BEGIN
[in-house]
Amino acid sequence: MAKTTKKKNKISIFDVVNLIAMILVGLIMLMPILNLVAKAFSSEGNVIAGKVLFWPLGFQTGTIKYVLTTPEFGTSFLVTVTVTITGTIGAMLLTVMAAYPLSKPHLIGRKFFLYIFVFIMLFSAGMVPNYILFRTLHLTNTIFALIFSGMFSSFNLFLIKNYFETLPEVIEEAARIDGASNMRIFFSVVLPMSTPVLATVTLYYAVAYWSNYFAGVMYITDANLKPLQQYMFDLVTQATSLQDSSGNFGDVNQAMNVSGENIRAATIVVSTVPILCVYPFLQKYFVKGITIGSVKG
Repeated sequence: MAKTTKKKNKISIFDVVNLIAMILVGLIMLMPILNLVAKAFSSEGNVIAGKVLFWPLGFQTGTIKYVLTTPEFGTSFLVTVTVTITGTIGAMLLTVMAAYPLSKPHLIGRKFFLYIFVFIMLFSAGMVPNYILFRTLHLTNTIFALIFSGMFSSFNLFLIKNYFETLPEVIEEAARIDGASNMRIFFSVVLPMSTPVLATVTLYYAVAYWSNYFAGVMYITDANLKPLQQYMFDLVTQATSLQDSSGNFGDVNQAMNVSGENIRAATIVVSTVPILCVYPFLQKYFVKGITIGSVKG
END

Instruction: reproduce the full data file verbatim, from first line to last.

[in-house]
Amino acid sequence: MAKTTKKKNKISIFDVVNLIAMILVGLIMLMPILNLVAKAFSSEGNVIAGKVLFWPLGFQTGTIKYVLTTPEFGTSFLVTVTVTITGTIGAMLLTVMAAYPLSKPHLIGRKFFLYIFVFIMLFSAGMVPNYILFRTLHLTNTIFALIFSGMFSSFNLFLIKNYFETLPEVIEEAARIDGASNMRIFFSVVLPMSTPVLATVTLYYAVAYWSNYFAGVMYITDANLKPLQQYMFDLVTQATSLQDSSGNFGDVNQAMNVSGENIRAATIVVSTVPILCVYPFLQKYFVKGITIGSVKG
Repeated sequence: MAKTTKKKNKISIFDVVNLIAMILVGLIMLMPILNLVAKAFSSEGNVIAGKVLFWPLGFQTGTIKYVLTTPEFGTSFLVTVTVTITGTIGAMLLTVMAAYPLSKPHLIGRKFFLYIFVFIMLFSAGMVPNYILFRTLHLTNTIFALIFSGMFSSFNLFLIKNYFETLPEVIEEAARIDGASNMRIFFSVVLPMSTPVLATVTLYYAVAYWSNYFAGVMYITDANLKPLQQYMFDLVTQATSLQDSSGNFGDVNQAMNVSGENIRAATIVVSTVPILCVYPFLQKYFVKGITIGSVKG